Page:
You have all probably gotten some emails about this website or that app that can give costs of various health plans in the new insurance exchanges. I’ve seen some that list plans county by county. People may be tempted by these easy tools because, on the surface, they look like a way around that pesky HealthCare.gov or some of the balkier state exchanges.
But there’s a problem. (There’s also a solution that I’ll get to, but keep reading.) The information on most of these plans is very general. And it’s “sticker” prices. Some don’t take into account the subsidies or other particular family circumstances. And that sticker price may produce enough “sticker shock” that people are scared off and don’t find out what they would actually pay, particularly if they are eligible for subsidies. Some of the calculators don’t include age, either, and that does affect what people will pay.
Nor do the calculators always produce the same estimated cost. I tried two different ones using the same information about a family I had spoken to in California. I got very different results – thousands of dollars different. Neither was close to what the family found when they did get on the California exchange. (In this case, the family’s costs did go up.)
The Arizona Republic did a consumer-focused story about the calculators in which they urged consumers to get on the real sites (which are – slowly – improving) and find out what the precise costs are for their unique family circumstances.
Summing up the advice of consumer advocates and policy experts, reporter Robert Anglen wrote: “Don’t stop. Continue through the registration process and shop for insurance based on specific individual details rather than the general information provided by calculators.”
The story also quoted one person who stopped precisely because of that sticker shock – and this anecdote took on added importance because the family’s current individual market policy is being cancelled and he needs alternatives.
“Steve Taylor, head pastor of the Lakeshore Bible Church in Tempe, said he stopped the registration process after seeing initial estimates that would cost him hundreds of dollars more than his current premium.”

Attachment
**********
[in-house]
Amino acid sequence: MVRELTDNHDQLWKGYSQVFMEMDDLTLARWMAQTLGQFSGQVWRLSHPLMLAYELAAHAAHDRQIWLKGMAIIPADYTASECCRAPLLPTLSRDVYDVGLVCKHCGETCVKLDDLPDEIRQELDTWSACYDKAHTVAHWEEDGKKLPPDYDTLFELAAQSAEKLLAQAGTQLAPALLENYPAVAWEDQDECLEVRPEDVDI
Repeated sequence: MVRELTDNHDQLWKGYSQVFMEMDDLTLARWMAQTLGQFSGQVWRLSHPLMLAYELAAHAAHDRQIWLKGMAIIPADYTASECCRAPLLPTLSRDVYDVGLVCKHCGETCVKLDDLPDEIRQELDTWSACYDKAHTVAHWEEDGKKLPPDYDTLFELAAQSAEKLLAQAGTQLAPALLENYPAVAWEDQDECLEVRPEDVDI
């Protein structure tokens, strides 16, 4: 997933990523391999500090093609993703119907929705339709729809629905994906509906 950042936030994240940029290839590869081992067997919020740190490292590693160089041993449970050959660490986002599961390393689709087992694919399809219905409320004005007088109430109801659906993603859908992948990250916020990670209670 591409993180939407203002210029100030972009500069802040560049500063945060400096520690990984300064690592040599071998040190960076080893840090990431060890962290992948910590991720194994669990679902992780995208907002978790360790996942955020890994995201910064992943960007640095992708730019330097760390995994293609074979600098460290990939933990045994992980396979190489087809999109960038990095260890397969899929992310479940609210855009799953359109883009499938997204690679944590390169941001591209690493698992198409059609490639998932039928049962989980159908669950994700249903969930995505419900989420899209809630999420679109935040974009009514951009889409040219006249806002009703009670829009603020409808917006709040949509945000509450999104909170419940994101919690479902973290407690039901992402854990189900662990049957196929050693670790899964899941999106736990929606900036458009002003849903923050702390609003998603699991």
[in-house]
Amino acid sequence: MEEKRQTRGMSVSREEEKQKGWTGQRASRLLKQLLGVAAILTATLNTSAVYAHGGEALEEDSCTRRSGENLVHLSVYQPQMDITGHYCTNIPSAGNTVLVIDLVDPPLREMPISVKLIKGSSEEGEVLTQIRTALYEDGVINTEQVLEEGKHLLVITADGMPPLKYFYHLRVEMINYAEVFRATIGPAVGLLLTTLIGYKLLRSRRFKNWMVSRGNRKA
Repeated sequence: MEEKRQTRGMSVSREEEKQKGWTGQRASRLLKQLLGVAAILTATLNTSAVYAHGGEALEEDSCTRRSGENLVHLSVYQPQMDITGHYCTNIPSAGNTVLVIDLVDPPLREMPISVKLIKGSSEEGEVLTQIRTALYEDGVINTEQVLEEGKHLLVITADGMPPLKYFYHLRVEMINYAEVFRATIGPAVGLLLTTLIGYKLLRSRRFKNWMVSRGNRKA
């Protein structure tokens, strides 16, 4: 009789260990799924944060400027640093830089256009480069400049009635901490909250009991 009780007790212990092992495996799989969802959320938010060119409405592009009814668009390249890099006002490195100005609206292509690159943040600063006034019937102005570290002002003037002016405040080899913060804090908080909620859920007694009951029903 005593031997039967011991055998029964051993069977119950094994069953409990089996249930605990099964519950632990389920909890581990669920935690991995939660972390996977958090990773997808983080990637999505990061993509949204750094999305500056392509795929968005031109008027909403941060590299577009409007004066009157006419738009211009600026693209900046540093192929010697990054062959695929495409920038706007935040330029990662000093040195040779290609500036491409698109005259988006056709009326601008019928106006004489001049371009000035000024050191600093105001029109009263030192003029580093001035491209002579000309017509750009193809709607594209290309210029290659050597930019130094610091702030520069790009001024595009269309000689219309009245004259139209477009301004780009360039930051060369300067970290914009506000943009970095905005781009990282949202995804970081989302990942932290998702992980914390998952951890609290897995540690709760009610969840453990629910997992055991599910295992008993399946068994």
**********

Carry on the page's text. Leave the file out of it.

(For what it’s worth, when I plugged in the limited information the article provided about Taylor and his wife into the Kaiser Family Foundation calculator, it came up with an option that was considerably less than they are paying now – but it’s a rough estimate and didn’t take into account their ages. Plus I don’t know if the Taylors have children, how old they are, whether they live in Arizona or if anyone in the family smokes. Update on Nov. 20: KFF has updated and improved its calculator.)
Just as I was about to finish writing this post, I learned of two calculators that do seem to be more specific and useful. Zeke Emanuel and Andrew Steinmetz wrote this op-ed describing two fairly sophisticated calculators that do a whole lot of what HealthCare.gov is supposed to do (calculating and shopping options but not all the verification that the government site has to do). One is on the website of Steve Morse. The other is called Value Penguin. When I plugged in the same scenarios in the two sites, I came up with fairly consistent price quotes and options for families without a subsidy. It was a little harder to compare with the subsidy. One gave actual quotes, while the other gave more general price limits with subsidies.
So – if you are interviewing people to try to get into the nitty gritty of what they will pay – or to try to dig into their claims about what their options are in 2014 if their plans are cancelled – be careful about what tools you use to analyze their situation. General parameters won’t help. Premiums depend on the specifics. Not health status, but age, location, family size and income.